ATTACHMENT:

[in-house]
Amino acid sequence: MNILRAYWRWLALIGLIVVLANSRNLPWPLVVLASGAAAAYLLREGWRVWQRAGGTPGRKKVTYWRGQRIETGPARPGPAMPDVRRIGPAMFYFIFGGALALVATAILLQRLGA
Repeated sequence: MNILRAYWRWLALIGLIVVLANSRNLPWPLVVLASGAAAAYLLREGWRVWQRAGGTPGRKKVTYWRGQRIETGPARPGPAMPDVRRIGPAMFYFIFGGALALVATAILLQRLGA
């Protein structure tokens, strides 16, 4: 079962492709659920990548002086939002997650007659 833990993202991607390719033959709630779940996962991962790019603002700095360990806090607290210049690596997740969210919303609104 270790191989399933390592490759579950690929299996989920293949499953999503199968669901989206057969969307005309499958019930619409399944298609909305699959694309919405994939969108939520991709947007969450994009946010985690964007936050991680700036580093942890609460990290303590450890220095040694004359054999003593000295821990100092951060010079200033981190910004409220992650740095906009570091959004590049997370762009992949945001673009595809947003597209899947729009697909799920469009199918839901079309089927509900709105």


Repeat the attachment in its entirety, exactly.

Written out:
[in-house]
Amino acid sequence: MNILRAYWRWLALIGLIVVLANSRNLPWPLVVLASGAAAAYLLREGWRVWQRAGGTPGRKKVTYWRGQRIETGPARPGPAMPDVRRIGPAMFYFIFGGALALVATAILLQRLGA
Repeated sequence: MNILRAYWRWLALIGLIVVLANSRNLPWPLVVLASGAAAAYLLREGWRVWQRAGGTPGRKKVTYWRGQRIETGPARPGPAMPDVRRIGPAMFYFIFGGALALVATAILLQRLGA
């Protein structure tokens, strides 16, 4: 079962492709659920990548002086939002997650007659 833990993202991607390719033959709630779940996962991962790019603002700095360990806090607290210049690596997740969210919303609104 270790191989399933390592490759579950690929299996989920293949499953999503199968669901989206057969969307005309499958019930619409399944298609909305699959694309919405994939969108939520991709947007969450994009946010985690964007936050991680700036580093942890609460990290303590450890220095040694004359054999003593000295821990100092951060010079200033981190910004409220992650740095906009570091959004590049997370762009992949945001673009595809947003597209899947729009697909799920469009199918839901079309089927509900709105």